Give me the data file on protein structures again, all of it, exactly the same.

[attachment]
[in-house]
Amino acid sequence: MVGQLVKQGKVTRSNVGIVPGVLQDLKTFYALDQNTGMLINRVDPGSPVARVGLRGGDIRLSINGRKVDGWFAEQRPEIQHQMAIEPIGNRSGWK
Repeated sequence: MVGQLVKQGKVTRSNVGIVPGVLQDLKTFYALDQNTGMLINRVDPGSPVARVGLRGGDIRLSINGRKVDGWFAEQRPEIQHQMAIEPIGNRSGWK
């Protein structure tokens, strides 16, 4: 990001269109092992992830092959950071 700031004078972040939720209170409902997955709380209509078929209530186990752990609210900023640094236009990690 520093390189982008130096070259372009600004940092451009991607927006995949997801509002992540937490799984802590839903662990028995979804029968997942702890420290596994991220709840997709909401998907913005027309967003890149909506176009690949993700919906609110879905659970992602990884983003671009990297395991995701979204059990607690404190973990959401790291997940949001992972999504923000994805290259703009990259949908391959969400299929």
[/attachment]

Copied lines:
[in-house]
Amino acid sequence: MVGQLVKQGKVTRSNVGIVPGVLQDLKTFYALDQNTGMLINRVDPGSPVARVGLRGGDIRLSINGRKVDGWFAEQRPEIQHQMAIEPIGNRSGWK
Repeated sequence: MVGQLVKQGKVTRSNVGIVPGVLQDLKTFYALDQNTGMLINRVDPGSPVARVGLRGGDIRLSINGRKVDGWFAEQRPEIQHQMAIEPIGNRSGWK
């Protein structure tokens, strides 16, 4: 990001269109092992992830092959950071 700031004078972040939720209170409902997955709380209509078929209530186990752990609210900023640094236009990690 520093390189982008130096070259372009600004940092451009991607927006995949997801509002992540937490799984802590839903662990028995979804029968997942702890420290596994991220709840997709909401998907913005027309967003890149909506176009690949993700919906609110879905659970992602990884983003671009990297395991995701979204059990607690404190973990959401790291997940949001992972999504923000994805290259703009990259949908391959969400299929």